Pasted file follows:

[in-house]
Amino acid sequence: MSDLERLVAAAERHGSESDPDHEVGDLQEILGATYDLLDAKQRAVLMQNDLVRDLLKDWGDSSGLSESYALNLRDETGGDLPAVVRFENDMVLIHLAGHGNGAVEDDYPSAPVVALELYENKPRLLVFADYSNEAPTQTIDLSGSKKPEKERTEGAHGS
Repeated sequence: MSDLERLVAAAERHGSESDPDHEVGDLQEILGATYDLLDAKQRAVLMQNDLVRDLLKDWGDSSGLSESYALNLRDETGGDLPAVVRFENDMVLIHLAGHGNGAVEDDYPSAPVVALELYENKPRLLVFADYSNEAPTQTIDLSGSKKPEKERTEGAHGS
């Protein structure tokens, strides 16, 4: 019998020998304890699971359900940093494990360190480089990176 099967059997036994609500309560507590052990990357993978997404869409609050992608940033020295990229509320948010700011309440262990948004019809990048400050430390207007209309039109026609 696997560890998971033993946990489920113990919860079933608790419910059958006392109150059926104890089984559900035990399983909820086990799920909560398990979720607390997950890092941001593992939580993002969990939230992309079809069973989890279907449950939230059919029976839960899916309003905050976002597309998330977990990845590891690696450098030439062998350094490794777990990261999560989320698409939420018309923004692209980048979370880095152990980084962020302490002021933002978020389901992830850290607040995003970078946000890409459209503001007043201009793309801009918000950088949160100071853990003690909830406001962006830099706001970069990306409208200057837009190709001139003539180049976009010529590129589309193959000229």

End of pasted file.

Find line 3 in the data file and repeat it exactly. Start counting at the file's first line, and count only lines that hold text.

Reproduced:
Repeated sequence: MSDLERLVAAAERHGSESDPDHEVGDLQEILGATYDLLDAKQRAVLMQNDLVRDLLKDWGDSSGLSESYALNLRDETGGDLPAVVRFENDMVLIHLAGHGNGAVEDDYPSAPVVALELYENKPRLLVFADYSNEAPTQTIDLSGSKKPEKERTEGAHGS